How to Pay Off Your Debt in Retirement
7 ideas to get that albatross off your neck
While stepping into retirement might mean walking away from a job, many Americans are dragging financial baggage into this next stage: debt.
In recent years, the amount of debt retirees carry has grown, and the numbers are troubling from both a monetary and emotional standpoint. In 2016, 60% of 65+ households had debt, up significantly from 1992 when just 42% did, as Next Avenue has noted.
“It can be difficult to pay off debt after retiring, especially if you are on a fixed income,” says Katie Ross, education and development manager for American Consumer Credit Counseling, a national financial education nonprofit.
Here are seven ways to reduce, if not eliminate, your debt in retirement:
Look Into Refinancing
Interest rates have generally been on a decline since 2018, making this potentially an ideal time to refinance and lower your debt. And the Federal Reserve Board recently said it may cut interest rates soon due to the coronavirus’ effect on the U.S. economy.
“Come up with a plan on how you want to go about paying off your debt.”
If you took out a mortgage or car loan several (or more) years ago, compare the rate you’re paying to what lenders are charging today.
“Consider refinancing the debt to obtain better terms for your situation,” says James Curry, vice president and assistant director of wealth management at Greenleaf Trust in Kalamazoo, Mich. The move could lead to lower payments or a shorter term, making it more manageable to pay off the new loan.
Think About Downsizing
“The biggest bill most people pay is their mortgage,” says Andrea Woroch, a personal finance expert. If you’re carrying a mortgage into retirement, you may want to sell your home and move to a less expensive one — or rent.
“Not only will you reduce your monthly mortgage payments, but you will likely spend less on other bills like lawn care, heating and air conditioning,” Woroch says.
If the furniture you now own won’t fit in the new space, you could sell it and use the proceeds to pay off other debts faster.
Set New Financial Priorities
“Come up with a plan on how you want to go about paying off your debt,” Ross says.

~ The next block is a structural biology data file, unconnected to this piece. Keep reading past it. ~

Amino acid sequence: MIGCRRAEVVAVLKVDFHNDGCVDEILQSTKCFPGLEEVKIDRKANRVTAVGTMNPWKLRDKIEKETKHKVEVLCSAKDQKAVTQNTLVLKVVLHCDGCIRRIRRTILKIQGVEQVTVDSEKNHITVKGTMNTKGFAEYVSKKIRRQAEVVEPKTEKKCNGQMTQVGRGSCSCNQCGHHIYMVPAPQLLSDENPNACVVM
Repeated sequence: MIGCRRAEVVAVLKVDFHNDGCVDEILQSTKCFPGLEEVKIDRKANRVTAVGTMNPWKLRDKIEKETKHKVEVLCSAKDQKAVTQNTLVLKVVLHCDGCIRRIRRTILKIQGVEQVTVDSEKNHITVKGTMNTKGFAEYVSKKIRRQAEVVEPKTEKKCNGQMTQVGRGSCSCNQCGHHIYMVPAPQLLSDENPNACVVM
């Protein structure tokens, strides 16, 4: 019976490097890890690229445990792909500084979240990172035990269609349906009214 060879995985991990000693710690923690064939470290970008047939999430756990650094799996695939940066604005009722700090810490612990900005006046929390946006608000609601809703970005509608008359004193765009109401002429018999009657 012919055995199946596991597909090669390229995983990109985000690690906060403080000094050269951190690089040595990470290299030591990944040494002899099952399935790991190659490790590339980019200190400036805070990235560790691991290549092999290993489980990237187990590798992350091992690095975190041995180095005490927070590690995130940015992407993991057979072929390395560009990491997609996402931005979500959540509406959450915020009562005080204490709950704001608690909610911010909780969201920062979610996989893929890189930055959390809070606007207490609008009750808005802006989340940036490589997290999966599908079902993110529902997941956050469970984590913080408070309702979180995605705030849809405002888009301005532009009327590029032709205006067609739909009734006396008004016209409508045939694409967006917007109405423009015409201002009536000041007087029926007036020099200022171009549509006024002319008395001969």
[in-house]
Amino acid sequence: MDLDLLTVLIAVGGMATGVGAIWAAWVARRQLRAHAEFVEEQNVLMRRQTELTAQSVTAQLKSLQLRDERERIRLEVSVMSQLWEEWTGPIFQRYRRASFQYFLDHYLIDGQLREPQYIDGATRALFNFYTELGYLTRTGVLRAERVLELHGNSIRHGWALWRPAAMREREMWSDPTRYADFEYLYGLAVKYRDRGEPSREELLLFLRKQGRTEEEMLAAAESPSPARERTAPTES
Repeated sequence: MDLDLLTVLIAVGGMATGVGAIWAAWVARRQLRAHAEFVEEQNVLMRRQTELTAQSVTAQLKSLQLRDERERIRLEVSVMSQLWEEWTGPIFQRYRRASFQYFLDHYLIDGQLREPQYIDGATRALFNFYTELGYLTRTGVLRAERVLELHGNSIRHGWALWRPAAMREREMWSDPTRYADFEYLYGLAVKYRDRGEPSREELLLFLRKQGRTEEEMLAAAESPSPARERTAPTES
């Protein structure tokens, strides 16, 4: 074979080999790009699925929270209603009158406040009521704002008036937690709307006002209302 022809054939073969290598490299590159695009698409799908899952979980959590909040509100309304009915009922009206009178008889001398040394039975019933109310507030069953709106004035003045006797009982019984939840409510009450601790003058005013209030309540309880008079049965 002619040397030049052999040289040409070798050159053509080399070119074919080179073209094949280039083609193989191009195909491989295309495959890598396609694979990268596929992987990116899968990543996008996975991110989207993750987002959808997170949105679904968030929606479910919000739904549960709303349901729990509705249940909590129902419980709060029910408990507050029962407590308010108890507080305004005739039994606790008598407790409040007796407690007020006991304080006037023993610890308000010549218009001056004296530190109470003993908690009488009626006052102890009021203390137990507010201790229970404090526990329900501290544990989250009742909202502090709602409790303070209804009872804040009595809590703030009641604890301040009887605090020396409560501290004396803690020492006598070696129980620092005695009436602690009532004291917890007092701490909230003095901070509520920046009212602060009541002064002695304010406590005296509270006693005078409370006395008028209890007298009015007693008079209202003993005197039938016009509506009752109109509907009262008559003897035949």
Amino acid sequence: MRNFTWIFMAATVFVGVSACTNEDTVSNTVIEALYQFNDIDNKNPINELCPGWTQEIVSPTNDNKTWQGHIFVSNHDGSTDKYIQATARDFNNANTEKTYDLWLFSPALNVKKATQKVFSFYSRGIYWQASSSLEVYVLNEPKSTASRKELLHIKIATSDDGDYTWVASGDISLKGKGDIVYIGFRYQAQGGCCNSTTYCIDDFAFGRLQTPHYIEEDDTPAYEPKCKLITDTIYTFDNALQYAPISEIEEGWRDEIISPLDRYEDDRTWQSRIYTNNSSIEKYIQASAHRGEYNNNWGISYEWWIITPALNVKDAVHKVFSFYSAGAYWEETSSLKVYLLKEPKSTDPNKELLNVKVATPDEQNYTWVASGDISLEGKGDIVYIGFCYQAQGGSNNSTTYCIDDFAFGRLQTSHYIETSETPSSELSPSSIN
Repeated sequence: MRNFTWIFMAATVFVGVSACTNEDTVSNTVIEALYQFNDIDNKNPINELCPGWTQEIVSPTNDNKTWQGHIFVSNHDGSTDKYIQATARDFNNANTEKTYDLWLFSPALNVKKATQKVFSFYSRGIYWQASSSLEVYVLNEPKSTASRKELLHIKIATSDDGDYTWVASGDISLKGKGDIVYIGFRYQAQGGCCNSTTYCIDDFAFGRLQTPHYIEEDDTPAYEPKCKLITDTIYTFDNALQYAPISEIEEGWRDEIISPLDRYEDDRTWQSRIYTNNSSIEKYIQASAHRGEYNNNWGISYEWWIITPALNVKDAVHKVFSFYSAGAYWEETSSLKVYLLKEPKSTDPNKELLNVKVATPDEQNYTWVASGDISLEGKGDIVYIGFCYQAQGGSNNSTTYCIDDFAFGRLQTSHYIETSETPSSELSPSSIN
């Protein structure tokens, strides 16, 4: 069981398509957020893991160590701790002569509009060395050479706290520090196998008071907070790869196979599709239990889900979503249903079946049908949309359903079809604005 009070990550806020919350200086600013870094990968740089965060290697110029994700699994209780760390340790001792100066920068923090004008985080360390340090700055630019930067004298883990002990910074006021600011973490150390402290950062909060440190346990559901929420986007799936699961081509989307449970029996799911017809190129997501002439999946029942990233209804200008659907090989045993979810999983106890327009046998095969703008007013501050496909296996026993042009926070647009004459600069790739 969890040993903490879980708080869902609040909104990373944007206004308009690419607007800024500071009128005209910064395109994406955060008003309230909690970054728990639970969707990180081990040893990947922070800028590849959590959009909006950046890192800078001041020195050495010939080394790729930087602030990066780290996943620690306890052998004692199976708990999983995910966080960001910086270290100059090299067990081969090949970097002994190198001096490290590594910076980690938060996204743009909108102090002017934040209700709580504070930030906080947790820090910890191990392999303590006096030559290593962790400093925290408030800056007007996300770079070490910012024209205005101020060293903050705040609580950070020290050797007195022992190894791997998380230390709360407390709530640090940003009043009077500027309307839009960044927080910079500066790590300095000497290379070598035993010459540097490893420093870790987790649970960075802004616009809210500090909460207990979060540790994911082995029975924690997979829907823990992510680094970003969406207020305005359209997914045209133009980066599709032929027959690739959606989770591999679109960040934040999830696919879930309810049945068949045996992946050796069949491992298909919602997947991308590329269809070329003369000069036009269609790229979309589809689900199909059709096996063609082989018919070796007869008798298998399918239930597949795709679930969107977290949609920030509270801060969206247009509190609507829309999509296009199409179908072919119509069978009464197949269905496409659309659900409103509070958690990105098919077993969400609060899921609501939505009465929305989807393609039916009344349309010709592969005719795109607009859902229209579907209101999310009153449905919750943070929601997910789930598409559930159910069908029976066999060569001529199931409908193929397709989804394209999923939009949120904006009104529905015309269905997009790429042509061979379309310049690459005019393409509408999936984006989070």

There are two ways to go about it.
Do you want to pay off the smallest balance first? Doing so can be motivating, since you might be able to get rid of a single debt in just several months. You can then move on to the next smallest balance, and so on.
This strategy, popularized by personal finance radio host and author Dave Ramsey, is known as the snowball method. It gets that name because attacking debt this way lets you start small and build momentum, tackling bigger debts as you go.
Alternatively, you could work on bringing down your debt by focusing on the interest rates you pay. Find the loan or credit card with the highest rate and work on paying that off first. You can then move to the debt with the next highest rate and pay that one off. This method is known as the avalanche strategy.
Look Into Debt Consolidation
If you have many debts with high interest rates, combining them into one can simplify the payment process and make it easier to track your progress.
You could use a single personal loan, for instance, to consolidate several credit card balances with steep rates.
While average rates on credit cards today are more than 13%, some personal loans of two to five years are charging just 6% or so, according to Bankrate.com.
Your rate on the new loan will be largely based on your credit score. But “some lenders offer discounted rates to applicants who have accumulated retirement savings,” says Tanya Peterson, vice president of brand with Freedom Debt Relief, a debt resolution company.
If you don’t pay off the debt before the initial 0% ends, the new higher rate and fees could cancel out any overall savings.
Another way to consolidate credit card debt: transfer your balances to a balance transfer credit card.
This kind of card usually offers a promotional rate, such as 0%, for 15 months or so. Just beware of the fees and the subsequent interest rate: if you don’t pay off the debt before the initial 0% ends, the new higher rate and balance transfer fees could cancel out any overall savings.
Use a Debt-Busting App
There are also helpful apps for your phone or tablet that can help you manage debt. Three that cost less than $1 to download:
- Debt Payoff Planner: The free app is compatible with Android and iOS. You enter your debts, put in your monthly payment budget and then see how long it will take to be debt-free.
- Debt Manager: This app, available on iOS, lets you make a list of your debts and prioritize them. After paying off one debt, the app transfers the amount you’ve been paying to the next one in line.
- Debt Book: With this graphic-laden Android app, you enter your debts and track your payment progress.
Make it Automatic
Many banks let you set up automatic, recurring debt payments to be made every month. Start by setting the payments to at least the minimum amount due each month. Then, use a calculator like the one at NerdWallet.com to see how long it will take to get rid of the debt. After that, increase your monthly amount to pay off balances faster.
Get a Side Hustle
To bring in extra income you can use to pay off debt, consider taking on part-time work. “There are plenty of side hustles you can do when it’s convenient for you and right from your own home,” Woroch says.
For instance, if you love pets, you can sign up to be a pet sitter at Rover.com. Another option: put your expertise to work by teaching or giving lessons at TakeLessons.com. If you’re crafty, you might set up a shop on Etsy.com to sell items you make.
Or look into consulting work in the industry you formerly worked in. You might even find your previous employer could use the expertise of people with years of experience, like you.